The inclusion of the Audain Gallery in the new building has proved to be a vital addition to the Visual Arts program. The gallery’s mission is to advance the aesthetic and discursive production and presentation of contemporary visual art through a responsive program of exhibitions and to support engaged pedagogy. The gallery encourages conceptual and experimental art projects that explore the dialogue between the social and the cultural. The new Audain Visual Artists in Residence Program and student exhibitions are central to the gallery’s programming. The Audain Visual Artists in Residence program allows the School to invite two artists each year to share artistic research through public presentation and engagement with the students.
Renewal and a New Faculty
The second most significant event in the recent history of the SCA was the founding of the Faculty of Communication, Art and Technology (FCAT) in April 2009. At that time, the School moved from the Faculty of Arts and Social Sciences (FASS) after a two-year process of transitional planning. The new faculty has provided a wonderful opportunity to build from the ground up, and a number of new collaborations have formed with faculty in the School for Interactive Art and Technology (SIAT) and the School of Communication.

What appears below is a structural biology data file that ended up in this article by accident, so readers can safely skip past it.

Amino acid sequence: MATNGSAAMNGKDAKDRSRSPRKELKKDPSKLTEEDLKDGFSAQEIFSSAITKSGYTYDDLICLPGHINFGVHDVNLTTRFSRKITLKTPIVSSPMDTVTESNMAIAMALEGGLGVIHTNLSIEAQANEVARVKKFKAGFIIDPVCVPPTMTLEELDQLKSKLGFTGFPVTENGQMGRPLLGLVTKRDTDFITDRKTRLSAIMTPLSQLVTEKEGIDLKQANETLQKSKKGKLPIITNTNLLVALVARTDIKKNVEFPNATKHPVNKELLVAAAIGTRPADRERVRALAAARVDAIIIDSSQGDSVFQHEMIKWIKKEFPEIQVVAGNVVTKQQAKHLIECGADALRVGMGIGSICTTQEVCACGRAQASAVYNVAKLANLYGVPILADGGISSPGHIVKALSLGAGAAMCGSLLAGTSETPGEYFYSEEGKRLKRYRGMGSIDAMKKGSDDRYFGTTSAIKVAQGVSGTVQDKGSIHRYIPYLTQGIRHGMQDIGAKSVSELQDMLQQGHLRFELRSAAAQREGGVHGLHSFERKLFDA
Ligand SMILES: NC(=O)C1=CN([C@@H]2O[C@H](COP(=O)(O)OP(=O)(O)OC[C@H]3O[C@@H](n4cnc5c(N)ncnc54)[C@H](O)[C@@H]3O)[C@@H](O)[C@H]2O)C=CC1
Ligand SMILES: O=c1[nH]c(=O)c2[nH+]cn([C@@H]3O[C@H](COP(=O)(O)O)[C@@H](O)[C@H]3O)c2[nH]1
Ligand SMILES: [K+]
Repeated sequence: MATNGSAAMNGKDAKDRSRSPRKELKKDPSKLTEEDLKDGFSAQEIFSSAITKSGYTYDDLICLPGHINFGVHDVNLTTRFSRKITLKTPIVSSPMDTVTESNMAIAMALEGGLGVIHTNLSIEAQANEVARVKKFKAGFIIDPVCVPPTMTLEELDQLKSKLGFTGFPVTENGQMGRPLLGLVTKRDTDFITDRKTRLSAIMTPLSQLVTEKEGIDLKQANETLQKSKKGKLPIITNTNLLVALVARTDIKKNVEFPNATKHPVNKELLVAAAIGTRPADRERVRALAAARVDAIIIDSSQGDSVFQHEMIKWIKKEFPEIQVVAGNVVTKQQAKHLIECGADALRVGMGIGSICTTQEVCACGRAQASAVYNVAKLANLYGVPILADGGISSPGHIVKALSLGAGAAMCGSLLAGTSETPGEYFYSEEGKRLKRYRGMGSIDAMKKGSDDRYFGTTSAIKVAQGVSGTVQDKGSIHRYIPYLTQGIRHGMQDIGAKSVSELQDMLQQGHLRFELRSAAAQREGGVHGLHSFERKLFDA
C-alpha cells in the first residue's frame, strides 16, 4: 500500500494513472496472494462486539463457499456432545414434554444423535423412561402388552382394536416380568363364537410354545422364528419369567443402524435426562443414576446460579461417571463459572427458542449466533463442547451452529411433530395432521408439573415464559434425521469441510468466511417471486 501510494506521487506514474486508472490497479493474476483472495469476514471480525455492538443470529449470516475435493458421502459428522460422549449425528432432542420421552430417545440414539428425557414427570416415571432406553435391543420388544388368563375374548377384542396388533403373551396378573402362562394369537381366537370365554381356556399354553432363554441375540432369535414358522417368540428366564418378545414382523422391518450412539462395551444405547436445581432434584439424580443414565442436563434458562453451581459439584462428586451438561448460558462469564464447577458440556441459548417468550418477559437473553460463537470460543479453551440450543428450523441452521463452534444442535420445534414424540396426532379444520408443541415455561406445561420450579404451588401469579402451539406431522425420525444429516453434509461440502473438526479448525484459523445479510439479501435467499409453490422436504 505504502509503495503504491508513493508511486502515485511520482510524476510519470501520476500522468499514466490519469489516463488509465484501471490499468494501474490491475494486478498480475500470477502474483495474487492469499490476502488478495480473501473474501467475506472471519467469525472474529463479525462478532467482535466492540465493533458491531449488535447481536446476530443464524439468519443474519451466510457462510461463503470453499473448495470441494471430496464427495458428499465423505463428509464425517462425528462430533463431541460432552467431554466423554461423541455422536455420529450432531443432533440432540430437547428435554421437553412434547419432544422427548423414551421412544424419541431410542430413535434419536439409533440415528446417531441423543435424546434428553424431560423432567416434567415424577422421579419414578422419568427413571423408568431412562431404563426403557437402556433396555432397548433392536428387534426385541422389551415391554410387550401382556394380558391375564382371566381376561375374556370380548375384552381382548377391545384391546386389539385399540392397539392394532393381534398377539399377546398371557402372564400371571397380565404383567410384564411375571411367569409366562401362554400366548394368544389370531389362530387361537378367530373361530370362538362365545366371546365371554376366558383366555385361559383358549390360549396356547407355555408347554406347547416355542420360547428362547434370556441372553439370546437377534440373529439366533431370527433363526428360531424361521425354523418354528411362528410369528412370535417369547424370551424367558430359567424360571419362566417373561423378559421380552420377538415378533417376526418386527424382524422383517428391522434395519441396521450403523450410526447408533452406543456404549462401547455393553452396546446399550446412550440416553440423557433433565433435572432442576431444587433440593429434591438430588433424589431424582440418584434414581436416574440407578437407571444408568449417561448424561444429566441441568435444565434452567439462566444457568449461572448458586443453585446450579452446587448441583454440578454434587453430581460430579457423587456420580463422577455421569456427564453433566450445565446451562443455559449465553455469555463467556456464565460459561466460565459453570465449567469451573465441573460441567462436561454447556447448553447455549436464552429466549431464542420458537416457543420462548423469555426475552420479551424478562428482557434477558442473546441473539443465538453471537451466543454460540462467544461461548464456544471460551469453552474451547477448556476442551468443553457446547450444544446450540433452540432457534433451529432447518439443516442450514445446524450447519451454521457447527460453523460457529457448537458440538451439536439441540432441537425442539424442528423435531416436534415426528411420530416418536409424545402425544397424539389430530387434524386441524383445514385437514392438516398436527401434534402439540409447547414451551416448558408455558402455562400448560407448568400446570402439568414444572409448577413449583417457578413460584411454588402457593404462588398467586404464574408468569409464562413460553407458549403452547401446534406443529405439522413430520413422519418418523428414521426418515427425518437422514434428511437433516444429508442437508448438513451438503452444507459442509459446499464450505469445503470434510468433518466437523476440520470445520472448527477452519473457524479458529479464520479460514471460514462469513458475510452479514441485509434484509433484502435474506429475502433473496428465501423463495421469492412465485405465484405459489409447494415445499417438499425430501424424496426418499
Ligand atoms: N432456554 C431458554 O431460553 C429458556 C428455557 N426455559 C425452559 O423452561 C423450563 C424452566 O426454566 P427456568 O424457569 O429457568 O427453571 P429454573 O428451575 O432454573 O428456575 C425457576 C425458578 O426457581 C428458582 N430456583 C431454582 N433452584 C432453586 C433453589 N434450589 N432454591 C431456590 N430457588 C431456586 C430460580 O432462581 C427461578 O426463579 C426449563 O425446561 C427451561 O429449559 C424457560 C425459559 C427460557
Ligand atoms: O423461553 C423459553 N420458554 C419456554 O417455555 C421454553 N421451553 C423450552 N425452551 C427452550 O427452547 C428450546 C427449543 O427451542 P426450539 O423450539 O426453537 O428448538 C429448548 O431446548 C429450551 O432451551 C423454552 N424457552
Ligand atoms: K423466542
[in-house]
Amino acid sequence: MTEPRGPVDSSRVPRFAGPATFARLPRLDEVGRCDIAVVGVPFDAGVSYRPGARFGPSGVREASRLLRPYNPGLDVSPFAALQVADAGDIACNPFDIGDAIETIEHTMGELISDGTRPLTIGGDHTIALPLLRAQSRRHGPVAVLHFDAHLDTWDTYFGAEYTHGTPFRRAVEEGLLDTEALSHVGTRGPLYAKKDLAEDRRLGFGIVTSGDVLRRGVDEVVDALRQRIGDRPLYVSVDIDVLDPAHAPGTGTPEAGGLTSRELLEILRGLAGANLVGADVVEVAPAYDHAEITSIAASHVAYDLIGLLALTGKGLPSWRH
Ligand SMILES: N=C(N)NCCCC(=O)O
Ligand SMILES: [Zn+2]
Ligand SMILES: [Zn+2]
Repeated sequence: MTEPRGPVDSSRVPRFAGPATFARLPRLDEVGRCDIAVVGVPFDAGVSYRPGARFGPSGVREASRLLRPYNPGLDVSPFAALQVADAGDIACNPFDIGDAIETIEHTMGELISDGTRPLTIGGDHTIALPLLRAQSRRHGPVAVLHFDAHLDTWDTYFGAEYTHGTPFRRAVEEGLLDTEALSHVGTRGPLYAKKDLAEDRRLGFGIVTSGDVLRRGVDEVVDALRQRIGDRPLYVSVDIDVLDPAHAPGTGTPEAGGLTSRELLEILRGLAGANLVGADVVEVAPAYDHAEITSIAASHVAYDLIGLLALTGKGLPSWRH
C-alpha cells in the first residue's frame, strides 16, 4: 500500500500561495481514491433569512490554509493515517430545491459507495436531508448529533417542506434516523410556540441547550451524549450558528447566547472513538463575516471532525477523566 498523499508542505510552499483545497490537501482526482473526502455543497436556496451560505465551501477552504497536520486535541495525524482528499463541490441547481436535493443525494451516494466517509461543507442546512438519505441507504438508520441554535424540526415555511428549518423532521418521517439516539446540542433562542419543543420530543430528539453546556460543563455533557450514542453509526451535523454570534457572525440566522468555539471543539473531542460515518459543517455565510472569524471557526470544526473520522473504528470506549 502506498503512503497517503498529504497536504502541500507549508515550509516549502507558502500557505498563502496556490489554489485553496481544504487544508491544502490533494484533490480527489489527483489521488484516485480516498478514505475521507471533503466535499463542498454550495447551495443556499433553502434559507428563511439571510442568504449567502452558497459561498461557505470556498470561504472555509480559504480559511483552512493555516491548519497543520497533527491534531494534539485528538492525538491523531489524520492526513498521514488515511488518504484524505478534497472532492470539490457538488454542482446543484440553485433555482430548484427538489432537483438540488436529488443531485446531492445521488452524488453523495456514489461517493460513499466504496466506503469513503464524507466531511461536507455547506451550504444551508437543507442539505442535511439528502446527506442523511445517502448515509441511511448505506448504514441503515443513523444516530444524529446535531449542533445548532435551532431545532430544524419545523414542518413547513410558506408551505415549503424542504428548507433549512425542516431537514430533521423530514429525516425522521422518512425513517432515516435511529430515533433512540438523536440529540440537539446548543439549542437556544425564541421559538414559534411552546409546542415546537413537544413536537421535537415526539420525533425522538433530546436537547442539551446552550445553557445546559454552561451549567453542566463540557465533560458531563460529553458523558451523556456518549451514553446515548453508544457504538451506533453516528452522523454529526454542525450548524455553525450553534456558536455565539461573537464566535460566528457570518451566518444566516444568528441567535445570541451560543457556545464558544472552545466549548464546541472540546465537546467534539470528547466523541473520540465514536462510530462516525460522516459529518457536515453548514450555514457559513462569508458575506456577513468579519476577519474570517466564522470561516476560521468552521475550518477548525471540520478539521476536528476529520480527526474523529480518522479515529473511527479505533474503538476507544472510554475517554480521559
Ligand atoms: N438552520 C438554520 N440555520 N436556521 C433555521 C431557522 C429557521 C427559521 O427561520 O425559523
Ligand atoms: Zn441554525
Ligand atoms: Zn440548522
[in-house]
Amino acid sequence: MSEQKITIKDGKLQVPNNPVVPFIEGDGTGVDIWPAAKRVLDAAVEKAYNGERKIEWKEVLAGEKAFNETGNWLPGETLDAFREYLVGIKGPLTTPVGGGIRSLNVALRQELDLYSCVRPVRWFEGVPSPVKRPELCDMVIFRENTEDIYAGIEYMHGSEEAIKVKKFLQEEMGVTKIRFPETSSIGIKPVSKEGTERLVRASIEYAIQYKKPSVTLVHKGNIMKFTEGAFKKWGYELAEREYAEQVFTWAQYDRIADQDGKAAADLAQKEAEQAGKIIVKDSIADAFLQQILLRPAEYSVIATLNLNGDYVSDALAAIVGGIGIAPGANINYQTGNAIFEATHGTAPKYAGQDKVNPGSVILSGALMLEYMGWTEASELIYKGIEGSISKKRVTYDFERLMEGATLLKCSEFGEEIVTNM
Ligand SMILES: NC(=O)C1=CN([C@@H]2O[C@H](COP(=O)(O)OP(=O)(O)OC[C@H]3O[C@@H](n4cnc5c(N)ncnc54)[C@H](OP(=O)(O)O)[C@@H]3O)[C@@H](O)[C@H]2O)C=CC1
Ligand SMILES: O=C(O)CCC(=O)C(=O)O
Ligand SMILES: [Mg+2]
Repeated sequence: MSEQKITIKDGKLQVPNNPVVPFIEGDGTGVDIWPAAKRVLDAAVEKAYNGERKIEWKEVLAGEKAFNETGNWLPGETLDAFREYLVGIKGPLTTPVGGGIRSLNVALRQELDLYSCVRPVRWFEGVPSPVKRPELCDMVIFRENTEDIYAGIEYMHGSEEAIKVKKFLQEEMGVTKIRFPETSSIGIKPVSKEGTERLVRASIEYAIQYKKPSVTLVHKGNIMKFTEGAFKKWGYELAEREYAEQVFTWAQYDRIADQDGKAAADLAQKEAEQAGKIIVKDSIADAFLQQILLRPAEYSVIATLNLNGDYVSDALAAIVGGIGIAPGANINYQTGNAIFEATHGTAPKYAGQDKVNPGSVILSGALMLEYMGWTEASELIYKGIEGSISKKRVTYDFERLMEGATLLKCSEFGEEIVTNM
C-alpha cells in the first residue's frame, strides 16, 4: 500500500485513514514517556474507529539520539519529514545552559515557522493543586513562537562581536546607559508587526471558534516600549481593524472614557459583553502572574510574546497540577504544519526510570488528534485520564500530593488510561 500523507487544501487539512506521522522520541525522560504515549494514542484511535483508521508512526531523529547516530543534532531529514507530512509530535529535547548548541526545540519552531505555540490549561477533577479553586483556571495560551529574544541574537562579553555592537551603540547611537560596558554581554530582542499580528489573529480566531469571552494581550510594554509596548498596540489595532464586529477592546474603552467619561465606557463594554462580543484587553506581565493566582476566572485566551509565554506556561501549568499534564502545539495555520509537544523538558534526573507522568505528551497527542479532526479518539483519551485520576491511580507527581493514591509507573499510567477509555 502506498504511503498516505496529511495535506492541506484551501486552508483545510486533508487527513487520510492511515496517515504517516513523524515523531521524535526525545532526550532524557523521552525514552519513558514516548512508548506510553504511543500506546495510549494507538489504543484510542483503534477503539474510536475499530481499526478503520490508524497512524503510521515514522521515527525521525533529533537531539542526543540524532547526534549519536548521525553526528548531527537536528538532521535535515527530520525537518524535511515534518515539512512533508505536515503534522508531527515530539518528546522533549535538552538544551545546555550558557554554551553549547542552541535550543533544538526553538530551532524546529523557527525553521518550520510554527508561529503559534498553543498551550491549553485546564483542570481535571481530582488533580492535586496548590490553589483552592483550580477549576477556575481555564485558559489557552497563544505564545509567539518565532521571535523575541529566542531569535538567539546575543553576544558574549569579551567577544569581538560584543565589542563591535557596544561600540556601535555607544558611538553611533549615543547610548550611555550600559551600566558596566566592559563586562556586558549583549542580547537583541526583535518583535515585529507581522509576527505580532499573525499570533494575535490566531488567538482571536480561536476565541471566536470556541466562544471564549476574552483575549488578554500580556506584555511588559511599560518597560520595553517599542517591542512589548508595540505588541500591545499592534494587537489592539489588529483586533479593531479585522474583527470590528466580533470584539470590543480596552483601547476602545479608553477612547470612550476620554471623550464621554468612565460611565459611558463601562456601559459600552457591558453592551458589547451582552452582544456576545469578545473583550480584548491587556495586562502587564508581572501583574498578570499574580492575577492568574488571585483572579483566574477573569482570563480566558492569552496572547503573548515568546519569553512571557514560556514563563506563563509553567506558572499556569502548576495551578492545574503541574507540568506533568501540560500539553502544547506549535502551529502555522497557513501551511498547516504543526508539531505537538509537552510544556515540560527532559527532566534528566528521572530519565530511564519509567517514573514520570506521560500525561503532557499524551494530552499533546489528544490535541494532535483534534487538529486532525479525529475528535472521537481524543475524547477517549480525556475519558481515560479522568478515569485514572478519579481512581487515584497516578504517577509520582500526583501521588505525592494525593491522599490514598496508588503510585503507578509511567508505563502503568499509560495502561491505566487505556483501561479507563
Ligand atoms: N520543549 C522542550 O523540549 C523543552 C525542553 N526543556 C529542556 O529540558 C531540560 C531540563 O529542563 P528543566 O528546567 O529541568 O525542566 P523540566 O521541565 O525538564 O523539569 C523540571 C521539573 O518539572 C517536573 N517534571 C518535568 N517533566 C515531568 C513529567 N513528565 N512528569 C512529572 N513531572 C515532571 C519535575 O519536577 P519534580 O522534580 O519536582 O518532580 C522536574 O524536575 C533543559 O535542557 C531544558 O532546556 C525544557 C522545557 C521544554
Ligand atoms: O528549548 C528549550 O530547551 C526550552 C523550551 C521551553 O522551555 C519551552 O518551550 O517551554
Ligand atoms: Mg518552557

The School has begun a process of academic renewal and invigoration in the last decade. Faculty appointments include Dr. Laura U. Marks, Grant Strate University Professor, and Dr. Denise Oleksijczuk, Art, Performance and Cinema Studies (2003), Robert Kitsos, Dance (2004), Dr. Chris Pavsek, Film and Art, Performance and Cinema Studies (2006), Steven Hill, Theatre (2007), Elspeth Pratt, Visual Art (2010), Sabine Bitter, Visual Art (2012), Ker Wells, Theatre (2014), Cole Lewis, Theatre (2015), Noé Rodríguez, Film (2015), Claudette Lauzon, Art, Performance and Cinema Studies (2016), Eldritch Priest, Music (2016), Simone Rapisarda, Film (2016), Sabrina Schroeder, Music (2017), and Sky Hopinka, Film (2018).
Although the last decade has been concentrated on the move to the new building and the new faculty, we have accomplished positive curricular evolution. At the undergraduate level, the SCA increased credit hours in a number of studio courses that are most time-intensive for students, and introduced honours options associated with all BFA majors. The innovative MFA program in Interdisciplinary Studies has grown in size during this period and is now poised to take the next step in its development.
An invitation to make a difference. We rely on generous community support to make the new home for the School for the Contemporary Arts a vital component of Vancouver's artistic and economic future. Please consider making a gift.
For more information or to arrange a meeting, contact: Mike den Haan, Vice-President Advancement or Alumni, or Associate Professor Elspeth Pratt, Director of the School for the Contemporary Arts.